Sinema voted for HR 1960 - the National Defense Authorization Act for Fiscal Year 2014. The bill passed the House on June 14, 2013, with a vote of 315 - 108. Both parties were somewhat divided on the vote.
Sinema voted for HR 2217 - the DHS Appropriations Act (2014) Act of 2014. The bill passed the House on June 6, 2013, with a vote of 245 - 182 that was largely along party lines.
Sinema voted for HR 624 - the CISPA (2013). The bill passed the House on April 18, 2013, with a vote of 288 - 127. The bill would allow federal intelligence agencies to share cybersecurity intelligence and information with private entities and utilities. The bill was largely supported by Republicans, but divided the Democratic Party.
On January 29, 2014, the U.S. House approved the Federal Agriculture Reform and Risk Management Act of 2013, H.R. 2642, also known as the Farm Bill. The bill passed by a vote of 251-166. The nearly 1,000-page bill reformed and continued various programs of the Department of Agriculture through 2018. The $1 trillion bill expanded crop insurance for farmers by $7 billion over the next decade and created new subsidies for rice and peanut growers that would kick in when prices drop. However, cuts to the food stamp program cut an average of $90 per month for 1.7 million people in 15 states. Sinema voted with 88 other Democratic representatives in favor of the bill.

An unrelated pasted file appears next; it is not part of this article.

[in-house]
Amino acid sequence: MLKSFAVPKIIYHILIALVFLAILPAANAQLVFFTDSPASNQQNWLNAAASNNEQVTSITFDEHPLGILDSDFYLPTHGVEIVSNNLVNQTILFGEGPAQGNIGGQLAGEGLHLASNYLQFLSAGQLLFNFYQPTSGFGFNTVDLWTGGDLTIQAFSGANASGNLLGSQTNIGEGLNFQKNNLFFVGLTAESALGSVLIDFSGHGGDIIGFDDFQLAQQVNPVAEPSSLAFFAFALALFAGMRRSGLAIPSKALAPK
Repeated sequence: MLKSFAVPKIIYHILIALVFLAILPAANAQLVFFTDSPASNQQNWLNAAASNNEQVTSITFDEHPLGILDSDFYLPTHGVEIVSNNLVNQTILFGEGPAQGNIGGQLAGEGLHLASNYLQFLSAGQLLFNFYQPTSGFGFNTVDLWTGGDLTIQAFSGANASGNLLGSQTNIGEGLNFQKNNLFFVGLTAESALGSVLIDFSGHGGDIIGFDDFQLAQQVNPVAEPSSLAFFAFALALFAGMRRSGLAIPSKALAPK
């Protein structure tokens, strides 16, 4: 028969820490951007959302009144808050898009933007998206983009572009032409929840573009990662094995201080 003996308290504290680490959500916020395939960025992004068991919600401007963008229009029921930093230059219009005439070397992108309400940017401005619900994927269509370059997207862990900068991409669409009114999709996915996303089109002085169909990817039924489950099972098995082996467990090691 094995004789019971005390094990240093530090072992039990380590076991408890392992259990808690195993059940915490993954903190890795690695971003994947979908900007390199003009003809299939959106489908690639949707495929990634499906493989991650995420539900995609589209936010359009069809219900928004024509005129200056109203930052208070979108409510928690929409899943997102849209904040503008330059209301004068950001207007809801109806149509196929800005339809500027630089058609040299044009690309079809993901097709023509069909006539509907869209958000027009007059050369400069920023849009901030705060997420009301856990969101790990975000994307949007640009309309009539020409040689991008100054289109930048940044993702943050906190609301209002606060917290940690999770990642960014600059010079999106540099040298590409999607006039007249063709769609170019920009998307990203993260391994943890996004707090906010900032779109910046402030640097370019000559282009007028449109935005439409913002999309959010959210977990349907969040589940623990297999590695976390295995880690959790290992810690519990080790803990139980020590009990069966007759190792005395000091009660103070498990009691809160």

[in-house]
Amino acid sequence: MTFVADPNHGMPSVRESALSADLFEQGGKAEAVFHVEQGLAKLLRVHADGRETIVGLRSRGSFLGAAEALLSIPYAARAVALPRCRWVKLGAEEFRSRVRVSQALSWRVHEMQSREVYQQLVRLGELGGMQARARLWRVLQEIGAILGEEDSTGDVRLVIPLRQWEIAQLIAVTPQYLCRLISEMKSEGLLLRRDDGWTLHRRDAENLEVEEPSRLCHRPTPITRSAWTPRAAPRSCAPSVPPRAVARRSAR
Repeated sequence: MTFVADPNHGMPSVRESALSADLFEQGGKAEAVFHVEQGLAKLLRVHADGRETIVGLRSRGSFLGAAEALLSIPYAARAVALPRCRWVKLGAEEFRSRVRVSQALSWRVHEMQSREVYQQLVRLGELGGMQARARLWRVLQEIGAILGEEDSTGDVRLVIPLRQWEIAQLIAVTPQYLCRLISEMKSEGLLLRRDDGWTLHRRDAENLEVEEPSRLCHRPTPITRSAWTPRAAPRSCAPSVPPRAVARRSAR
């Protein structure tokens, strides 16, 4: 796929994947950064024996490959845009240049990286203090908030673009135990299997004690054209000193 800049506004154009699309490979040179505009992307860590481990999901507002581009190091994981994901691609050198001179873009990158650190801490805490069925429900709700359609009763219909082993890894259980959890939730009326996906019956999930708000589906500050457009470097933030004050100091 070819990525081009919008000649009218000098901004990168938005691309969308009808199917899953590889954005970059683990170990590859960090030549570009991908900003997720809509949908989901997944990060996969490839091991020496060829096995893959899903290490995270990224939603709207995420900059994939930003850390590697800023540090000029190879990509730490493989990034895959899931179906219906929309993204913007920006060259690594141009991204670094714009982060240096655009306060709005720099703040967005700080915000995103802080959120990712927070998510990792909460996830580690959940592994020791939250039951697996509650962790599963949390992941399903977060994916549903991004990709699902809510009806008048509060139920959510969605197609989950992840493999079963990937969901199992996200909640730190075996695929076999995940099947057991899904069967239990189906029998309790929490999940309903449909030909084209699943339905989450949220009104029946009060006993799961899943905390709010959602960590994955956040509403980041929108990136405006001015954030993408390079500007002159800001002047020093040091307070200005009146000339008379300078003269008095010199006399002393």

On January 15, 2014, the Republican-run House approved H.R. 3547, a $1.1 trillion spending bill to fund the government through September 30, 2014. The House voted 359-67 for the 1,582 page bill, with 64 Republicans and three Democrats voting against the bill. The omnibus package included 12 annual spending bills to fund federal operations. It included a 1 percent increase in the paychecks of federal workers and military personnel, a $1 billion increase in Head Start funding for early childhood education, reduced funding to the Internal Revenue Service and the Environmental Protection Agency and protected the Affordable Care Act from any drastic cuts. Sinema joined with the majority of the Democratic party and voted in favor of the bill.
- See also: United States budget debate, 2013